Even though Wonder Woman is on our mind from the very start of the film, the pieces of Marston's superhero come into place without us noticing (the lie detector and a magical lasso, a toy jet made of clear material and an invisible jet, and a look into the world of underground pornography and the outfits of the Amazon warrior women). Robinson's concern is more about this three-way relationship than with some fictional creation, although the filmmaker understands that the superhero is a reflection of the three characters' interests. More importantly, she's interested in how the public response to Wonder Woman is just a more "innocent" form of the anger that results from the fear of something outside the norm. The targets of that reflexive, irrational response may change as the years and decades pass, but the underlying fear and anger are always the same.

The film's concerns seem academic at first, with lectures on William's DISC model (dominance, inducement, submission, and compliance) on human psychology playing out between the professor, his wife, and their assistant. Olive is engaged to a straitlaced man (played by Chris Conroy), who can sense that something "abnormal" is happening between the three of them, but she is drawn to both Elizabeth, for her mind and her personality, and William. To what extent her attraction to William is because of his connection to Elizabeth is a mystery that even she is unwilling to explore. Even among rebels, there are taboos that cannot be spoken and lines that are best not crossed.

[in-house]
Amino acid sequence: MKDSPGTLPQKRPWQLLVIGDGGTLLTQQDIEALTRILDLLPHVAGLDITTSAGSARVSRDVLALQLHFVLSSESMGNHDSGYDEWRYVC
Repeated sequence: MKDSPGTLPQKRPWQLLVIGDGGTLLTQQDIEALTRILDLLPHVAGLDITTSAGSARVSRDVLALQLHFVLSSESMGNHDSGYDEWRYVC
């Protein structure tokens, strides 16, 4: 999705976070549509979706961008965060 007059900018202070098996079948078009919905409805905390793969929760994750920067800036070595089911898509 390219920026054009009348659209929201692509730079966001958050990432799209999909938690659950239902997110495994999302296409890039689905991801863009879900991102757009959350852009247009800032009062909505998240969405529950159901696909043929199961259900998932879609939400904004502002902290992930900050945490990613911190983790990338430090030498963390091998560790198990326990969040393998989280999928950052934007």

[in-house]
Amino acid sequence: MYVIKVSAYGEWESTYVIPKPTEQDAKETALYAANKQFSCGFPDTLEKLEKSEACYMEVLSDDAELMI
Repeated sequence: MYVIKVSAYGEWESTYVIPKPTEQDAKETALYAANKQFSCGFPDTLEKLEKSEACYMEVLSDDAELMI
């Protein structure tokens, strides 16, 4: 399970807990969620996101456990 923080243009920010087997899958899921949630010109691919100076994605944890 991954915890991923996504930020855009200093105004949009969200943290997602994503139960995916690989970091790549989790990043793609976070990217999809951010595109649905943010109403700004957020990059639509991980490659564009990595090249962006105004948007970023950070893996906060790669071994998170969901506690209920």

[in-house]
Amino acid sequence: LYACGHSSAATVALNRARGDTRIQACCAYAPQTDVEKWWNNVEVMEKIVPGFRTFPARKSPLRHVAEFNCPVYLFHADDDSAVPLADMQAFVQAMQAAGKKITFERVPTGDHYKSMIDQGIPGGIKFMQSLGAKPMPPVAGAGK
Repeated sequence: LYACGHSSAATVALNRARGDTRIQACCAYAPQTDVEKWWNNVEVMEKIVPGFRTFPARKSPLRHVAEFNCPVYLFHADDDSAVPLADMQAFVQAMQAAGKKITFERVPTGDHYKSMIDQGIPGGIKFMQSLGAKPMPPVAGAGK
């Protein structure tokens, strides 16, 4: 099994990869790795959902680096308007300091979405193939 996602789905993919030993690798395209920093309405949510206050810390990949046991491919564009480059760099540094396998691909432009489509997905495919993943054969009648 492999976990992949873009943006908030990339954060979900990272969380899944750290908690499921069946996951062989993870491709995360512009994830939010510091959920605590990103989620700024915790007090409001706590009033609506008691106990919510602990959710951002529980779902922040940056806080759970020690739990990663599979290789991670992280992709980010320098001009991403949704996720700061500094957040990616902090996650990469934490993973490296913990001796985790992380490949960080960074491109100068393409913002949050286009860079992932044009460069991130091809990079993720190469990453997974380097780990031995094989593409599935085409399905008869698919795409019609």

Some will be, though, and eventually, the trio creates a home—raising their children, financially struggling, and trying to mind their own business, like any other home in small-town America. Elizabeth and Olive keep the day-to-day stuff running, while William tries and fails at an assortment of scholarly pursuits, always hindered by the rumors that have chased him away from any academic position. To their neighbors, William and Elizabeth are married, while Olive is a widow whom the Marstons have invited into their home out of the kindness of their hearts. It's a secret identity, like any superhero has, and in case we miss some of the points, there are scenes in the film's present day, with Josette Frank (Connie Britton), the director of an organization with concerns about what kids are reading, interrogating William on how much of Wonder Woman is subversive propaganda.

The film is an intriguing look at the unlikely, real-life influences that helped to create a superhero, but it's even more fascinating as a study of the subconscious or unconscious ways of the mind working on the hearts of these characters. Professor Marston and the Wonder Women ensures that we won't look at Wonder Woman in the same way, which means the film is successful as drama and literary analysis.

Copyright © 2017 by Mark Dujsik. All rights reserved.